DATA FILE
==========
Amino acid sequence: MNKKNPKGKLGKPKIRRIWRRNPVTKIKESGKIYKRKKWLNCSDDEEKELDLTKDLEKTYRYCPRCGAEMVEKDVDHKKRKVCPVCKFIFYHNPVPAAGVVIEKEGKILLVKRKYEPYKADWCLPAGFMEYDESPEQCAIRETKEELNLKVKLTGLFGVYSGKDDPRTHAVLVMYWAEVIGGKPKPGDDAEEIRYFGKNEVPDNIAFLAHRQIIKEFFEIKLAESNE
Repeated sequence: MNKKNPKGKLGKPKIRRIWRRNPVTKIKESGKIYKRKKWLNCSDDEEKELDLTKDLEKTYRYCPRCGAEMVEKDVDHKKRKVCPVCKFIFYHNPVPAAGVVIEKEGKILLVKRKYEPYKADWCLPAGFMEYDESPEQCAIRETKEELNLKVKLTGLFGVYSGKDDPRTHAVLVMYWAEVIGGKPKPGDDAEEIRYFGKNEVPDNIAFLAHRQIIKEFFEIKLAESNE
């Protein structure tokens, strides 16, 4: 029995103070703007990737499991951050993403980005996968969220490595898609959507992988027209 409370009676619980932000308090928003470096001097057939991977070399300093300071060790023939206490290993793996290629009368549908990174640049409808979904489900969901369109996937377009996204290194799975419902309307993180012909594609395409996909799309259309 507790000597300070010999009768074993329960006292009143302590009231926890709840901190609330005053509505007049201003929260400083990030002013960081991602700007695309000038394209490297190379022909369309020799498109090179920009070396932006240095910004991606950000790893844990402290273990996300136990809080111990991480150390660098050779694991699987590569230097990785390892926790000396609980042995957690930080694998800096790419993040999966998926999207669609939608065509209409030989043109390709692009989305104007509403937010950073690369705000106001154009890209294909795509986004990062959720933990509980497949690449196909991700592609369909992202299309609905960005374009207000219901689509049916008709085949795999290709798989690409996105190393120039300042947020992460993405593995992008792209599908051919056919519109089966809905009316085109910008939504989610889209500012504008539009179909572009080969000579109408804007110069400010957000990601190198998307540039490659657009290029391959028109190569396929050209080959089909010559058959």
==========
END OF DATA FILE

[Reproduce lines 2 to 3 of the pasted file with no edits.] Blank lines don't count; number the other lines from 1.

Repeated sequence: MNKKNPKGKLGKPKIRRIWRRNPVTKIKESGKIYKRKKWLNCSDDEEKELDLTKDLEKTYRYCPRCGAEMVEKDVDHKKRKVCPVCKFIFYHNPVPAAGVVIEKEGKILLVKRKYEPYKADWCLPAGFMEYDESPEQCAIRETKEELNLKVKLTGLFGVYSGKDDPRTHAVLVMYWAEVIGGKPKPGDDAEEIRYFGKNEVPDNIAFLAHRQIIKEFFEIKLAESNE
């Protein structure tokens, strides 16, 4: 029995103070703007990737499991951050993403980005996968969220490595898609959507992988027209 409370009676619980932000308090928003470096001097057939991977070399300093300071060790023939206490290993793996290629009368549908990174640049409808979904489900969901369109996937377009996204290194799975419902309307993180012909594609395409996909799309259309 507790000597300070010999009768074993329960006292009143302590009231926890709840901190609330005053509505007049201003929260400083990030002013960081991602700007695309000038394209490297190379022909369309020799498109090179920009070396932006240095910004991606950000790893844990402290273990996300136990809080111990991480150390660098050779694991699987590569230097990785390892926790000396609980042995957690930080694998800096790419993040999966998926999207669609939608065509209409030989043109390709692009989305104007509403937010950073690369705000106001154009890209294909795509986004990062959720933990509980497949690449196909991700592609369909992202299309609905960005374009207000219901689509049916008709085949795999290709798989690409996105190393120039300042947020992460993405593995992008792209599908051919056919519109089966809905009316085109910008939504989610889209500012504008539009179909572009080969000579109408804007110069400010957000990601190198998307540039490659657009290029391959028109190569396929050209080959089909010559058959």